But the study concluded that, when women players and facility operators were surveyed, there were large gaps in the perceived delivery of benefits. Specific examples of how the perceptions of women differed from the golf operators who believe their facility is "women-friendly" include:

  • Almost one-third of golf facilities are currently charging higher fees than the $50 women expect to pay even for an "ultimate" facility.
  • Most facilities have multiple sets of tees, although those that describe their facilities as "woman-friendly" have no more sets than facilities in general.
  • While less than 25 percent of golf facility customers are women, nearly all facilities consider women important to their financial success and to the overall environment at their facility. Yet only two-thirds of facilities consider themselves as "women-friendly" and only a very few of them provide the features that women want in a golf facility.

In a surprising development, the study found the game's difficulty did not rank as highly by women as the inability to reach greens in regulation, which is a result of limited tee positioning.

According to the study, "It is critical to remove the intimidation factor by providing tees at the proper yardages for the full range of swing speeds. Properly designed sets of tees reduce round times and makes the sport much less difficult and more enjoyable." The study concluded this could be a make-or-break issue for facilities if they expect women to return. For example, for an average woman golfer with a 65 mph swing speed (140-yard drive) the optimal tee yardage is 4,200 to 4,500 yards, and for women with 75 mph swing speeds (165- to 170-yard drive) the best total yardage is 4,800 to 5,100 yards.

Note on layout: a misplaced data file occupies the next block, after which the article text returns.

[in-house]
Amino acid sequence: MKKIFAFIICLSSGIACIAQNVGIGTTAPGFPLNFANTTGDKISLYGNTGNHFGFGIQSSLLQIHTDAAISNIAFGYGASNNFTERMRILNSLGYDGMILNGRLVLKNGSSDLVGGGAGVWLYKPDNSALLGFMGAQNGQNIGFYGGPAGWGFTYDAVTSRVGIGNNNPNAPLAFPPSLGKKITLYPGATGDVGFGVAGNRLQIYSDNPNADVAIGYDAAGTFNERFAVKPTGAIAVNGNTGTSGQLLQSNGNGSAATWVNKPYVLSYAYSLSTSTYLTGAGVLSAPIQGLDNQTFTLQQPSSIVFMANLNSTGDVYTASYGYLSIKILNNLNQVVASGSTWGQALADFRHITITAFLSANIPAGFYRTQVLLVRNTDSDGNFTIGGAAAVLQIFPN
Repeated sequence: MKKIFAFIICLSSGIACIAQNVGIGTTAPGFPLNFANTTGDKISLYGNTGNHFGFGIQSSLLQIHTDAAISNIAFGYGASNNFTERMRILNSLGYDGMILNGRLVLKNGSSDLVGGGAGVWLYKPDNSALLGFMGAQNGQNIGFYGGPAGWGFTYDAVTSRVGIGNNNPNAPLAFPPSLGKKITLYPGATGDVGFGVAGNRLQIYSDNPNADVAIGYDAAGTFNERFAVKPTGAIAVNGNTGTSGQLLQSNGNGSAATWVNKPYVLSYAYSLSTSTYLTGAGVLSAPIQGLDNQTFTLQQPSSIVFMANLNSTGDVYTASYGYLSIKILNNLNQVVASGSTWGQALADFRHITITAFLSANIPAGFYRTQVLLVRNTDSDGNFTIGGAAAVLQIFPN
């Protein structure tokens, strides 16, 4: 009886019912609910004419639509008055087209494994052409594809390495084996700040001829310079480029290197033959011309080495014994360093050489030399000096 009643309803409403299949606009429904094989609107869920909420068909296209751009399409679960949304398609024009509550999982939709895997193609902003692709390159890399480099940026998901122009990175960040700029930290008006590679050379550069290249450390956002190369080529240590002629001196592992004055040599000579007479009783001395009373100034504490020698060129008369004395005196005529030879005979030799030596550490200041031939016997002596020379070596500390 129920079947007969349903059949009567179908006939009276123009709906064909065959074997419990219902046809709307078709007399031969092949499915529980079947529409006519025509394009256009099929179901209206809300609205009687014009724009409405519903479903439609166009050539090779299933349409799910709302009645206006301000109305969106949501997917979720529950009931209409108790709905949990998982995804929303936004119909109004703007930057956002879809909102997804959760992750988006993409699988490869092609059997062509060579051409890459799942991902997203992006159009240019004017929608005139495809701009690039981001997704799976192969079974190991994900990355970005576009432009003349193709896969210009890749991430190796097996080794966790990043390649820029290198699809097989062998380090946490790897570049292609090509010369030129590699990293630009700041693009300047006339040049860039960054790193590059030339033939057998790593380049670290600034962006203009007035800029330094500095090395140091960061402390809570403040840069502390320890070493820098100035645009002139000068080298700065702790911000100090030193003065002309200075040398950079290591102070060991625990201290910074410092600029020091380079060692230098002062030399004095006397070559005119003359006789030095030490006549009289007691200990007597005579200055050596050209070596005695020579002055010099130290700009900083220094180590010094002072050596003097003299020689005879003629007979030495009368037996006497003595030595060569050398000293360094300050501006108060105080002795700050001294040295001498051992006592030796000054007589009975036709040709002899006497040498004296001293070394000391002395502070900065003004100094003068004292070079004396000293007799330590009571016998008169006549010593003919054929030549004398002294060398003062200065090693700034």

The new website,, showcases Old Macdonald, the newest course at the Bandon Dunes Golf Resort as setting a new standard in the proper positioning of tees."

Beyond tee positioning, other key issues uncovered by the study include:

  • Courses need to be more flexible in providing play options that address both time and cost, such as nine-hole rates, pay-by-the-hole and low junior fees that are part of a family play plan.
  • Fifty percent of women who no longer play said if they would continue with the game if they had steady and enjoyable playing partners.
  • Childcare must be provided at a reasonable cost, a fact that has been duly recognized by the ski industry for many years.
  • Facilities must select personnel, especially in their pro shops, that are receptive to and completely supportive of the issues that are of greatest importance to women. Staff members who are not true believers, the study says, can and will undermine all of the positive programs that a facility adopts.

Troon Picked to Manage Mediterranea Beach & Golf Community

(COSTA DORADA, SPAIN) -- Troon Golf, the world's largest operator of golf course properties, has been selected to manage the 45-hole Lumine Golf Club within the exclusive Mediterranea Beach & Golf Community. Mediterranea, located near Portaventura in Tarragona, Spain is a luxurious community situated adjacent to the sea, boasting stunning views of the Mediterranean. Home to three courses, two of which are designed by golf legend Greg Norman, Mediterranea Beach & Golf Community is regarded as one of the most exciting and rapidly growing golf and leisure destinations in Europe.